I need to convert a decimal to a string with N decimals (two or four) and NO thousand separator:


The problem with CultureInfo.InvariantCulture is that is places ',' to separate thousands.


This should work for decimal and double types.

My previous question: Need to convert double or decimal to string


For a decimal, use the ToString method, and specify the Invariant culture to get a period as decimal separator:

value.ToString("0.00", System.Globalization.CultureInfo.InvariantCulture)

The long type is an integer, so there is no fraction part. You can just format it into a string and add some zeros afterwards:

value.ToString() + ".00"
  • What about thousand separator? What controls it? – Captain Comic Nov 2 '10 at 10:37
  • Please tell me how "0.00" is parsed by .NET – Captain Comic Nov 2 '10 at 10:38
  • 1
    @Captain Comic: You get thousands separator when you for example use the format "N2", but not with the custom format "0.00". The custom format "0.00" means "one or more digits before the decimal separator, the culture dependant decimal separator, and exactly two digits after the decimal separator". By specifying the invariant culture it's decimal separator is used, which is a period. – Guffa Nov 2 '10 at 10:42
  • Guffa, so "0.00" assumes no thousand separator? I guess I need to do a good RTFM on format specifiers. – Captain Comic Nov 2 '10 at 10:46

It's really easy to specify your own decimal separator. Just took me about 2 hours to figure it out :D. You see that you were using the current ou other culture that you specify right? Well, the only thing the parser needs is an IFormatProvider. If you give it the CultureInfo.CurrentCulture.NumberFormat as a formatter, it will format the double according to your current culture's NumberDecimalSeparator. What I did was just to create a new instance of the NumberFormatInfo class and set it's NumberDecimalSeparator property to whichever separator string I wanted. Complete code below:

double value = 2.3d;
NumberFormatInfo nfi = new NumberFormatInfo();
nfi.NumberDecimalSeparator = "-";
string x = value.ToString(nfi);

The result? "2-3"


I prefer to use ToString() and IFormatProvider.

double value = 100000.3
Console.WriteLine(value.ToString("0,0.00", new CultureInfo("en-US", false)));

Output: 10,000.30

  • 1
    This will cause problems. If you override your decimal symbol to a comma, this will output 100,000,30. This is because the constructor for CultureInfo you are using will respect user settings such as decimal symbol. A safer way is to either use CultureInfo.Invariant, or you can construct it like this: new CultureInfo("en-US", false) Passing false to the constructor tells it not to respect the user customizations. – Carl Oct 1 '14 at 16:02

You can simply use decimal.ToString()

For two decimals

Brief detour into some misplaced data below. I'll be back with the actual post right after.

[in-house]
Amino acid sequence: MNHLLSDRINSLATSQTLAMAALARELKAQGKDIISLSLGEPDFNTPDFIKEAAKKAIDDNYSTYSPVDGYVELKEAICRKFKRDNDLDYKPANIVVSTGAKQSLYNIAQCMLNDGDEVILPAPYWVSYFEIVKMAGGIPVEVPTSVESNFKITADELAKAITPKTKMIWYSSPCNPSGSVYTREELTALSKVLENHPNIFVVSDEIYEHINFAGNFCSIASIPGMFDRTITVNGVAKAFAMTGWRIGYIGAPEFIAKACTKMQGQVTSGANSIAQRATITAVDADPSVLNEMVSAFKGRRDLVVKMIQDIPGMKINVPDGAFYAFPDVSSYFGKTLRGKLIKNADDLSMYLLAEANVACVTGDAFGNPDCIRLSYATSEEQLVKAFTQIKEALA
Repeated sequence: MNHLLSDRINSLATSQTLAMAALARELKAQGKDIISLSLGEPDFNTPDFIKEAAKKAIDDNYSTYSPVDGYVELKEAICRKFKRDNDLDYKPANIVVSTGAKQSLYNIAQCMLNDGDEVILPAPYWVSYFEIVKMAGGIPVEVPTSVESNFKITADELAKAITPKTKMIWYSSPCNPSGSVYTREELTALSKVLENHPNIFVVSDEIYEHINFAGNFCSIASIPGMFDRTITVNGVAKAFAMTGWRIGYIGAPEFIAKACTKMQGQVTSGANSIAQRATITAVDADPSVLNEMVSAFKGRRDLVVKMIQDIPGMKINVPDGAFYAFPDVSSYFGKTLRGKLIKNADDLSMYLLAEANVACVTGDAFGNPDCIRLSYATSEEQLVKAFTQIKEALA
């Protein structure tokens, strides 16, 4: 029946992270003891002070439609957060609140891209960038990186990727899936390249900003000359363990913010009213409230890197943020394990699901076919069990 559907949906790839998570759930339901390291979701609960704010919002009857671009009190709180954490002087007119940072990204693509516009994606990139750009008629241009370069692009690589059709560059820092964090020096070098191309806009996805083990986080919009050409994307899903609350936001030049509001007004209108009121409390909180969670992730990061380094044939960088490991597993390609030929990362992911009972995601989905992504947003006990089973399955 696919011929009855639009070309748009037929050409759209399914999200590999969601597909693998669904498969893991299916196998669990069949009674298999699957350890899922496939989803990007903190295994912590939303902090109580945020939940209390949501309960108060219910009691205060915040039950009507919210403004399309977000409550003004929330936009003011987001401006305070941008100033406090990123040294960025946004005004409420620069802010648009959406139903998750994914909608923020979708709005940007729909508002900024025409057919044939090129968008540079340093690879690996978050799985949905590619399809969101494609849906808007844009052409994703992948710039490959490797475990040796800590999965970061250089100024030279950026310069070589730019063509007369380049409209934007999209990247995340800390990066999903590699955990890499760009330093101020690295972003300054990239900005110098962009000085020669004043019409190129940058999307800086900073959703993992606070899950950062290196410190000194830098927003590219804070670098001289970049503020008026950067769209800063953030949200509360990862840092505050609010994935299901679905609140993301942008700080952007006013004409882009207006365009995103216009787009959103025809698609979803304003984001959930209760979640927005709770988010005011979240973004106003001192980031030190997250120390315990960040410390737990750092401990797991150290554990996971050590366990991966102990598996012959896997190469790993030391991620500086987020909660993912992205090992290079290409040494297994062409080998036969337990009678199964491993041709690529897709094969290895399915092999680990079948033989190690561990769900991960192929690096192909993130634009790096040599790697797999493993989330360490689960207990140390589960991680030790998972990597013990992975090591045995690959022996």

For four decimals


This gives dot as decimal separator, and no thousand separator regardless of culture.

  • 12
    No, it gives the decimal separator specified by the culture, not always period. – Guffa Nov 2 '10 at 10:34
  • 4
    The . in your format string is a placeholder for the decimal separator and not a literal .. So if, for example, your culture is fr-FR then the number will be displayed as 1,23 or 1,2345 etc. – LukeH Nov 2 '10 at 10:36
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    I tried changing the decimal char under Regional settings in Windows to comma, and it still print dot and not comma. Any reason why it don't change then, if it's just a placeholder? – Øyvind Bråthen Nov 2 '10 at 10:41
  • 3
    @Øyvind Bråthen: Your personal culture setting doesn't affect the application because it gets the setting from somewhere else, which depends on what type of application it is. – Guffa Nov 2 '10 at 10:48
  • 2
    @Guffa: This I need to research further so I know what's going on. Thanks for your pointers here. – Øyvind Bråthen Nov 2 '10 at 11:00

I think you could have used:

value = 10,502
value.ToString("F2") //10,50
value = 10,5 
value.ToString("F2") //10,50

Here is a detailed description of Numeric Format Strings

  • 4
    The point of the question is that author needs dot . not comma , as decimal separator. – Filip May 12 '16 at 12:25
double value = 3.14159D;
string v = value.ToString().Replace(",", ".");

Output: 3.14159

  • 5
    Yes it works, no it's not what you want to use. What if you have 1000 pies? valor.Replace(",",".").Replace(".",",") ? Naah. If you use the CultureInfo, it always works, and it keeps the code readable. – increddibelly Jul 10 '15 at 15:11
  • This is bad practice, also the code is not well formatted. – Lucaci Andrei Apr 17 '18 at 12:55
  • 1
    Agree with @LucaciAndrei. This is not a good practice. – Mattias Cibien May 22 '18 at 7:43

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